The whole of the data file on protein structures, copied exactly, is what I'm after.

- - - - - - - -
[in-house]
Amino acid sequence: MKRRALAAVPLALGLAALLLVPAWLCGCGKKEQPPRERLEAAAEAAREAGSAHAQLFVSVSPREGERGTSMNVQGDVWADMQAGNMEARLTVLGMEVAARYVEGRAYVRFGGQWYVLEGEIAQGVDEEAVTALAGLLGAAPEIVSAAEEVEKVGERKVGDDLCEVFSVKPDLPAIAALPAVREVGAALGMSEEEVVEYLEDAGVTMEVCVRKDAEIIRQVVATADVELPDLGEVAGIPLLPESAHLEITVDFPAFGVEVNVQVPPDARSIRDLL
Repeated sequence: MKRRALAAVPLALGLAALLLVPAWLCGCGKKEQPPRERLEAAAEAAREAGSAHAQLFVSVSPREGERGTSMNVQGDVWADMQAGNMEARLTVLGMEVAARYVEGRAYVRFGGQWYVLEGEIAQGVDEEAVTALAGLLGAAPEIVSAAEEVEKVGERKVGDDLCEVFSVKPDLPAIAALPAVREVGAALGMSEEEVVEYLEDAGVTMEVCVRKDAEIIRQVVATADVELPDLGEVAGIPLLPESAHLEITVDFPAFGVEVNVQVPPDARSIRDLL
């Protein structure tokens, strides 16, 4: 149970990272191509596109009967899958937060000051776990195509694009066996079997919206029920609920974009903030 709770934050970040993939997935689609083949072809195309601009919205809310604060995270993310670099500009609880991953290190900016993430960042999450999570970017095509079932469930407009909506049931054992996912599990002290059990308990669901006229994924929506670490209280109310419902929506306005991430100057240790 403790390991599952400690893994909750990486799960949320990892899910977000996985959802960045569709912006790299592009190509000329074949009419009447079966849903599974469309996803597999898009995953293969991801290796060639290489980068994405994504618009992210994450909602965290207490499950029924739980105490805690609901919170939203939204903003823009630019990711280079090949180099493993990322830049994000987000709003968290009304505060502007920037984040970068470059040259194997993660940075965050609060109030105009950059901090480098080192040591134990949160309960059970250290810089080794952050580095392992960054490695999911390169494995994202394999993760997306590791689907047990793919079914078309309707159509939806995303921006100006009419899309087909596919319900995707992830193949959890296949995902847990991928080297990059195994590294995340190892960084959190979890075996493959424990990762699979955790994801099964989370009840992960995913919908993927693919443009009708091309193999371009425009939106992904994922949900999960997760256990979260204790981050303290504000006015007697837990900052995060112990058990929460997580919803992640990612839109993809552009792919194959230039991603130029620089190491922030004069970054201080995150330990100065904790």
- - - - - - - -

[in-house]
Amino acid sequence: MKRRALAAVPLALGLAALLLVPAWLCGCGKKEQPPRERLEAAAEAAREAGSAHAQLFVSVSPREGERGTSMNVQGDVWADMQAGNMEARLTVLGMEVAARYVEGRAYVRFGGQWYVLEGEIAQGVDEEAVTALAGLLGAAPEIVSAAEEVEKVGERKVGDDLCEVFSVKPDLPAIAALPAVREVGAALGMSEEEVVEYLEDAGVTMEVCVRKDAEIIRQVVATADVELPDLGEVAGIPLLPESAHLEITVDFPAFGVEVNVQVPPDARSIRDLL
Repeated sequence: MKRRALAAVPLALGLAALLLVPAWLCGCGKKEQPPRERLEAAAEAAREAGSAHAQLFVSVSPREGERGTSMNVQGDVWADMQAGNMEARLTVLGMEVAARYVEGRAYVRFGGQWYVLEGEIAQGVDEEAVTALAGLLGAAPEIVSAAEEVEKVGERKVGDDLCEVFSVKPDLPAIAALPAVREVGAALGMSEEEVVEYLEDAGVTMEVCVRKDAEIIRQVVATADVELPDLGEVAGIPLLPESAHLEITVDFPAFGVEVNVQVPPDARSIRDLL
């Protein structure tokens, strides 16, 4: 149970990272191509596109009967899958937060000051776990195509694009066996079997919206029920609920974009903030 709770934050970040993939997935689609083949072809195309601009919205809310604060995270993310670099500009609880991953290190900016993430960042999450999570970017095509079932469930407009909506049931054992996912599990002290059990308990669901006229994924929506670490209280109310419902929506306005991430100057240790 403790390991599952400690893994909750990486799960949320990892899910977000996985959802960045569709912006790299592009190509000329074949009419009447079966849903599974469309996803597999898009995953293969991801290796060639290489980068994405994504618009992210994450909602965290207490499950029924739980105490805690609901919170939203939204903003823009630019990711280079090949180099493993990322830049994000987000709003968290009304505060502007920037984040970068470059040259194997993660940075965050609060109030105009950059901090480098080192040591134990949160309960059970250290810089080794952050580095392992960054490695999911390169494995994202394999993760997306590791689907047990793919079914078309309707159509939806995303921006100006009419899309087909596919319900995707992830193949959890296949995902847990991928080297990059195994590294995340190892960084959190979890075996493959424990990762699979955790994801099964989370009840992960995913919908993927693919443009009708091309193999371009425009939106992904994922949900999960997760256990979260204790981050303290504000006015007697837990900052995060112990058990929460997580919803992640990612839109993809552009792919194959230039991603130029620089190491922030004069970054201080995150330990100065904790």